Women in my family made twice as much as men but never demeaned them: Ahmad Ali Butt

Grandson of Noor Jehan and son of Zil-e-Huma, actor talked about being raised by working women 

Entertainment Desk March 05, 2024

Pakistani actor and comedian Ahmad Ali Butt, known for his wit and humor, recently put his two cents on career women and housewives during a guest appearance on Masarrat Misbah's show. Coming from a family of exceptionally accomplished women, including his grandmother the renowned Noor Jehan and his mother Zil-e-Huma, both celebrated superstars, Ahmad shed light on the impact of these influential women on his upbringing.

In a recent interview, Ahmad recounted growing up in a family where women outshone men both professionally and financially, stating, “There was no ‘scene’ for men in our family. I have always said this, I have been raised by very strong women. Even [our family’s] breadwinners, they made twice as much as men.” 

“Still, the women in my family never demeaned men,” the Chikkar actor underlined the importance of maintaining respect. “The men were well aware of their own insecurities.” Addressing a recurring dynamic in relationships when a woman earns more, Ahmad emphasised that it is her responsibility to ensure her partner feels secure. He remarked, “It’s on the woman on how secure she can make him feel.”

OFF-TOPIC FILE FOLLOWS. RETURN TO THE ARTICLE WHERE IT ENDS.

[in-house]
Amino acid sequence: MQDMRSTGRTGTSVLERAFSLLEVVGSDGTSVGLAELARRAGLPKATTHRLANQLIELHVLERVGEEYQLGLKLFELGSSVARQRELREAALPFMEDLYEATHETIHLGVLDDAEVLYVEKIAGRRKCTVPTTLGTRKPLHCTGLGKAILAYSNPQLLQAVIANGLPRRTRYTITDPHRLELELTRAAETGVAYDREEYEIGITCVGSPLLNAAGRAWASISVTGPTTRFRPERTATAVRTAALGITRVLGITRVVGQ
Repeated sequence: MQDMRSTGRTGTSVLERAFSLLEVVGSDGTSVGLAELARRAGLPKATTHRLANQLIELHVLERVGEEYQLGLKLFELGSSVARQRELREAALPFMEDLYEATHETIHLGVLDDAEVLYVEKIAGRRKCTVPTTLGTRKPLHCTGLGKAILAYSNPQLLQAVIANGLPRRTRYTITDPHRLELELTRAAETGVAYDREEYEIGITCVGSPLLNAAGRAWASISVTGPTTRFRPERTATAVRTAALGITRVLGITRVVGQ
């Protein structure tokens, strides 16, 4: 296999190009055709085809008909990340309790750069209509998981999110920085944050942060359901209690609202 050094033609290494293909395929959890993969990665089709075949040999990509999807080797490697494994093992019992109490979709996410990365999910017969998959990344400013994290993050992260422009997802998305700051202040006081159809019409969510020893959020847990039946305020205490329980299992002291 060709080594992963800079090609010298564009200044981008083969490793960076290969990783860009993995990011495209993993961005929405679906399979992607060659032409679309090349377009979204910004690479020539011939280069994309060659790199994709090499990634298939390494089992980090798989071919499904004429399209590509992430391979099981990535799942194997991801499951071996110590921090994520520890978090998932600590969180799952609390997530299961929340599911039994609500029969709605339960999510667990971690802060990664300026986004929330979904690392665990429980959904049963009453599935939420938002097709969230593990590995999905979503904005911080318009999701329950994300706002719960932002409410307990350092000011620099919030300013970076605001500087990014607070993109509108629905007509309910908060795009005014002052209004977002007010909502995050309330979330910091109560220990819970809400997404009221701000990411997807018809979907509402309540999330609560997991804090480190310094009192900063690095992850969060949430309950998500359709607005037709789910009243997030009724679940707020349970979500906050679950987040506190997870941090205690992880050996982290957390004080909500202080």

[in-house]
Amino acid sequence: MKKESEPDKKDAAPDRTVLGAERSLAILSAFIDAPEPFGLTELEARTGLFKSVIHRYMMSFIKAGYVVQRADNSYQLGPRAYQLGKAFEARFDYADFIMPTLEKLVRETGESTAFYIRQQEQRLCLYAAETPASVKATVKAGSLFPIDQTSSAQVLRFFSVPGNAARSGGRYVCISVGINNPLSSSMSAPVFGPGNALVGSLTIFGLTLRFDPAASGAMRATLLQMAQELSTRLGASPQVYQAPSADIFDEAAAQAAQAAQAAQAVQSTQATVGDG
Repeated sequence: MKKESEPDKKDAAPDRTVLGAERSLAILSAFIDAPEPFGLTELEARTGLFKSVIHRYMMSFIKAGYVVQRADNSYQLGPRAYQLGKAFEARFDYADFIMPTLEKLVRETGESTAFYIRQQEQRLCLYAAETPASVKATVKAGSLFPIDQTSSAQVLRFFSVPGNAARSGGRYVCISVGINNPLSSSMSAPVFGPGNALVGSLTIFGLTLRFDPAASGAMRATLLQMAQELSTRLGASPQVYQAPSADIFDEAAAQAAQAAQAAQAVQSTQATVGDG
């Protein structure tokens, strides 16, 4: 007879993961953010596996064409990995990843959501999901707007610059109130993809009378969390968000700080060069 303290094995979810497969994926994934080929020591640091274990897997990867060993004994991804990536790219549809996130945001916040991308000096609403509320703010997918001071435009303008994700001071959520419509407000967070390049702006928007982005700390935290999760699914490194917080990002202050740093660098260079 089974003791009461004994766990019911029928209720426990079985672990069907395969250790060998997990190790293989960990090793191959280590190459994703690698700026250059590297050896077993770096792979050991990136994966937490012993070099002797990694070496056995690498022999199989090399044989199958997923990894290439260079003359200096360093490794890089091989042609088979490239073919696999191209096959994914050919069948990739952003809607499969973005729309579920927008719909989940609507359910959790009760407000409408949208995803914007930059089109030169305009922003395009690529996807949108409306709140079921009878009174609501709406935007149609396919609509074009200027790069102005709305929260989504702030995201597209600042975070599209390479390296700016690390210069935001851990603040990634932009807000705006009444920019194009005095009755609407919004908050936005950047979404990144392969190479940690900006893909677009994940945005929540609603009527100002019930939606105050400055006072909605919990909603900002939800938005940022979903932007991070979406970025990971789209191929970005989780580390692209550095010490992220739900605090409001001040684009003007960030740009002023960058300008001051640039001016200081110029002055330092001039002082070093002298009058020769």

Ahmad, who had grown up surrounded by these empowered women, further recalled how unusual it was to witness his friends' mothers being housewives. However, with time, he gained a profound appreciation for the role of housewives, acknowledging it as an even more significant job. He stated, “They are there 24/7, they don’t get time off.”

Highlighting the emotional labour carried by women, the comedian stressed the enduring nature of a woman's responsibilities compared to a man's freedom of movement. “A man has an option to go from one place to another at whim. A woman never leaves behind her baggage, she always carries her emotions with her.”

He credited his mother for imparting emotional intelligence, saying, “To realise those emotions, if I can understand those emotions, it’s only because of my mother. That she taught me what these emotions mean, what they are.”

In a society so bent on conforming to traditional gender roles, Ahmad urged the importance of emotional openness for men. He maintained, “It’s very important to be emotionally open. In our society, we insist on men being men, which is fair, but a man should be emotionally aware.”

As more women pursue careers, the conversation surrounding the imperatives of family has become paramount. Ahmad’s comments underscore the need to extend this dialogue beyond individual choices, highlighting the importance of collective efforts in creating workplaces and societies that empower women to thrive both in professional and familial capacities.

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